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The human body has three different types of muscle tissue — cardiac, smooth, and skeletal. While these are distinct from one another, all human skeletal muscle tissue is referred to as striated muscle tissue. It is part of the musculoskeletal system and has several identifying characteristics to delineate it from other types of muscle tissue, such as its unique light and dark appearance.
Muscle tissues perform various functions throughout the body. Cardiac muscle is an involuntary muscle that is present in the heart and helps to synchronize the beating of the organ. Smooth muscle, also known as visceral muscle, is also involuntary and lines the arteries, digestive tract, and other organs. It is referred to as smooth because, unlike cardiac and skeletal muscle, it doesn’t have striations. The final type, skeletal muscle tissue, can be found in the various muscles of the human body, as its name indicates.
Striated or skeletal muscle tissue is responsible for the voluntary movement of various body parts. Voluntary movements, such as bending an arm or leg, are controlled by the individual and not the normal, automatic functioning of the body commonly associated with involuntary movements, such as the action of smooth muscles on digestion. This type can be found in the biceps, quadriceps, and pectoral muscles, among many others.
As a part of the musculoskeletal system, skeletal muscle tissue works in conjunction with bones and other supportive structures to help facilitate various movements of the human body. Muscles are attached to bones by tendons. When signaled, muscle fibers contract, resulting in the movement of the tendon and attached bone to accomplish the required movement.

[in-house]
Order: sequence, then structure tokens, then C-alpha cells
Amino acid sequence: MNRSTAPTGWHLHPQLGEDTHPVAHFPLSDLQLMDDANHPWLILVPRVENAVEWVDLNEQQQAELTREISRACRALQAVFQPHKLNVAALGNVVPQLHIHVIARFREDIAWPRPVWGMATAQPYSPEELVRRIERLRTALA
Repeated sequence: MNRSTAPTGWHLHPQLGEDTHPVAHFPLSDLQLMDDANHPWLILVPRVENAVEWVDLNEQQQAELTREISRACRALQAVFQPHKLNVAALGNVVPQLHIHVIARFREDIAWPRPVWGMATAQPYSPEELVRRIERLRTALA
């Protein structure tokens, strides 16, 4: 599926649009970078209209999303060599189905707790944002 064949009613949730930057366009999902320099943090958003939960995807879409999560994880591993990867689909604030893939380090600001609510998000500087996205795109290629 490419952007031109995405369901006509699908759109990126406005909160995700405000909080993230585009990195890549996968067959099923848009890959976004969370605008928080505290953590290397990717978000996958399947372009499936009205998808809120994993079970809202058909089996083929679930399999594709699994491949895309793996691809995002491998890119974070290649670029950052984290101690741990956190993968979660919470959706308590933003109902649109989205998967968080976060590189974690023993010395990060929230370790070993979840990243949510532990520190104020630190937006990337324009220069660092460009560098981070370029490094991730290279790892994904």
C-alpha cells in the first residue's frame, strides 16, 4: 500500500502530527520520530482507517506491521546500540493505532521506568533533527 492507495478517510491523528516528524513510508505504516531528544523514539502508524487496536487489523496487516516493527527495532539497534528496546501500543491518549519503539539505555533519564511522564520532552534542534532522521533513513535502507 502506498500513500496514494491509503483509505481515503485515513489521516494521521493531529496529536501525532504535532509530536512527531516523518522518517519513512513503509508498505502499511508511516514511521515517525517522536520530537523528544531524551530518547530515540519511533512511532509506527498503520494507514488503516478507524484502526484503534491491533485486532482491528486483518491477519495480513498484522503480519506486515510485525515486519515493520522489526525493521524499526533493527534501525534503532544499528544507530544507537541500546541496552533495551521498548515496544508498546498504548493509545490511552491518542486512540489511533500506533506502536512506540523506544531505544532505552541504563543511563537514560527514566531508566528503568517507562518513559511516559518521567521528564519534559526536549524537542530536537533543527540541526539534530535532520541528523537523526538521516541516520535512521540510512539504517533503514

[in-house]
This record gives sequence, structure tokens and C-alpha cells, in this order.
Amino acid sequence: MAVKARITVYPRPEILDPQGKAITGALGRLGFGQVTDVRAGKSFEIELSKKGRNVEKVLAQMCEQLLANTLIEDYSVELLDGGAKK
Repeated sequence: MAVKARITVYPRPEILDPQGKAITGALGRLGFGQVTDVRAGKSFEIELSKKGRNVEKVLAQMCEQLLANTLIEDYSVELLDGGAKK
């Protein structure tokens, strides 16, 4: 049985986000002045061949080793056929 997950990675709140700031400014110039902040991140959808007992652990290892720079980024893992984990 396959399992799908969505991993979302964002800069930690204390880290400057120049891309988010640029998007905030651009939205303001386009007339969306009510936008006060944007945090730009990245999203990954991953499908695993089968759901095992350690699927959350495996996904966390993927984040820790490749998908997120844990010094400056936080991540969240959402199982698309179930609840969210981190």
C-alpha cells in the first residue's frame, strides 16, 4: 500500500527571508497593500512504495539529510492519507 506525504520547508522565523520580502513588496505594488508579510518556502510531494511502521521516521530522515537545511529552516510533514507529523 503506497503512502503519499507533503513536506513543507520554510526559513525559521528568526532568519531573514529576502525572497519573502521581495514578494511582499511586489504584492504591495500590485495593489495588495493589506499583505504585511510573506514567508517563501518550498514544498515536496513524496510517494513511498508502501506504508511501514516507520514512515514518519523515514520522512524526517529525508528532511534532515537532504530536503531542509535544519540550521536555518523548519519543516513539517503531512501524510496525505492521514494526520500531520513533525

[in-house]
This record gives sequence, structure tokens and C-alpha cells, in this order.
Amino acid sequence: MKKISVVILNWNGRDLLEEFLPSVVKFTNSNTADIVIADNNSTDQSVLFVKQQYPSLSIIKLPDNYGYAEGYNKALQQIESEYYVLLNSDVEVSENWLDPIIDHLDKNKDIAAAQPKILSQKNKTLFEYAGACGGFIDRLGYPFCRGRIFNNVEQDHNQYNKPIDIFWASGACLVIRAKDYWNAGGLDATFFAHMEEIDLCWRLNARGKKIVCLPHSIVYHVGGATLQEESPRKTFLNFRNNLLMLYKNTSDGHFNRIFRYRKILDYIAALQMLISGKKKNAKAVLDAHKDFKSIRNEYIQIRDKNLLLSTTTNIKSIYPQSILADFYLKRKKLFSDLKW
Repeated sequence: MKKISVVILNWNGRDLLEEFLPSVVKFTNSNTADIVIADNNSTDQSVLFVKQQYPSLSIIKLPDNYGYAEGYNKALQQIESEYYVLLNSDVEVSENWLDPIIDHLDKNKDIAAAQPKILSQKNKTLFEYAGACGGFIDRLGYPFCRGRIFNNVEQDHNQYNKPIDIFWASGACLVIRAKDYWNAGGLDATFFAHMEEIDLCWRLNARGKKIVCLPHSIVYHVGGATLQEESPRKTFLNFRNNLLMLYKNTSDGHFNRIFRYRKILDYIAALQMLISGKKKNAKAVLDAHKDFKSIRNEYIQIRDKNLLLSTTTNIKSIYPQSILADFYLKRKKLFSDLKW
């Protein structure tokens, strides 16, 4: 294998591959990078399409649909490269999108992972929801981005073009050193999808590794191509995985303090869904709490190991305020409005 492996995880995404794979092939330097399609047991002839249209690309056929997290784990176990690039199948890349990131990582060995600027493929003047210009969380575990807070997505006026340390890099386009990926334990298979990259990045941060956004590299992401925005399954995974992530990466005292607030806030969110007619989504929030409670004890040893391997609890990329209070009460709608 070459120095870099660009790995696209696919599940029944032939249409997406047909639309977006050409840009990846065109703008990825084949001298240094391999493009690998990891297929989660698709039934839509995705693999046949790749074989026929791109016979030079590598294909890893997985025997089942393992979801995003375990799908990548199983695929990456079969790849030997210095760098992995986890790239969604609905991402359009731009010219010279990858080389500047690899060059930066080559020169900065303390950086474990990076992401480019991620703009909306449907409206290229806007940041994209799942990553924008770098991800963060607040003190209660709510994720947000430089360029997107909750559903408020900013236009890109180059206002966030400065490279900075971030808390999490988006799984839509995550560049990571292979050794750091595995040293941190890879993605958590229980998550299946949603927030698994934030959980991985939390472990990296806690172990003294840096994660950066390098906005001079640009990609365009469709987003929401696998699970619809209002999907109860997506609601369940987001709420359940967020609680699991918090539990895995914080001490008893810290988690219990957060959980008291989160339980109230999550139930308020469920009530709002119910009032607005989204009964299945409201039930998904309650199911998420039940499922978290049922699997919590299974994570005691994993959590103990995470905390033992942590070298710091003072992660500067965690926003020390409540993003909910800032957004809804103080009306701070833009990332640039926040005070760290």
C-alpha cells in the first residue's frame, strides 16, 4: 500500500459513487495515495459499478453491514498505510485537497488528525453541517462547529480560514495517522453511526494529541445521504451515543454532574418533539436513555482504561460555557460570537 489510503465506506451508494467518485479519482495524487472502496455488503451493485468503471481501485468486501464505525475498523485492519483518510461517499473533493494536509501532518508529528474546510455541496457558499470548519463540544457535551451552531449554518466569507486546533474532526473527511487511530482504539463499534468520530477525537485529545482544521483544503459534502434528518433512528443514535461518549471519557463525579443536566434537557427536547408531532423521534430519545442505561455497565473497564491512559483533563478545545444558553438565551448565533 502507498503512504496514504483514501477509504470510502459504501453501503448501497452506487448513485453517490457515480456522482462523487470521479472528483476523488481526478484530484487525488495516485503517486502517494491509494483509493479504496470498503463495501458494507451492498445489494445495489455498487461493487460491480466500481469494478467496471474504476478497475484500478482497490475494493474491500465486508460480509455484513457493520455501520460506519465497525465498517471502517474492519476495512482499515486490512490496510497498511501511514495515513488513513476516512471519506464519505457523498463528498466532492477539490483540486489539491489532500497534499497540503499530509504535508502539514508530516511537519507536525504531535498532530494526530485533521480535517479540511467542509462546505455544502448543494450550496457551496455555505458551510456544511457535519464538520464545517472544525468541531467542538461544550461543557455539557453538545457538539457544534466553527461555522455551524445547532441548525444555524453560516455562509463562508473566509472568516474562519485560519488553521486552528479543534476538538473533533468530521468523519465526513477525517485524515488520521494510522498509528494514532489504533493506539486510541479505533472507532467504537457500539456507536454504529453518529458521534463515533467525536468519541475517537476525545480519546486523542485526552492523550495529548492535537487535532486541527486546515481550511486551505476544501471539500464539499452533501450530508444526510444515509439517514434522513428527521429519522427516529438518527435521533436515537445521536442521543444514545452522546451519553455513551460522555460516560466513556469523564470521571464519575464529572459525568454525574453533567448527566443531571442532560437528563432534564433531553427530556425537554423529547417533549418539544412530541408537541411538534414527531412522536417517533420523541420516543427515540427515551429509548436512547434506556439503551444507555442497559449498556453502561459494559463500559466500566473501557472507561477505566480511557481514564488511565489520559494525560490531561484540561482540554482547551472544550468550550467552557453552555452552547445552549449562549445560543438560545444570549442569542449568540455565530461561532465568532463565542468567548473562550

The term 'striated muscle' comes from the fact that skeletal muscle tissue consists of fibers with both light and dark properties. Bundles of myofibrils are contained within each muscle fiber. Within each myofibril, thick filaments of myosin and thin filaments of actin contribute to the makeup of the sarcomere, the functional unit of muscle fibers. All of these characteristics contribute to the striated appearance of skeletal muscle tissue.
There is more to this tissue than muscle fibers consisting of actin and myosin, however. The contraction of skeletal muscles is directly related to the functioning of neuromuscular junctions. This is where the various motor neurons attach to muscles. As nerve impulses reach the neuromuscular junction, acetylcholine is released to attach to the receptors on the surface of the muscle cells. This produces an electrical impulse that results in a muscle contraction.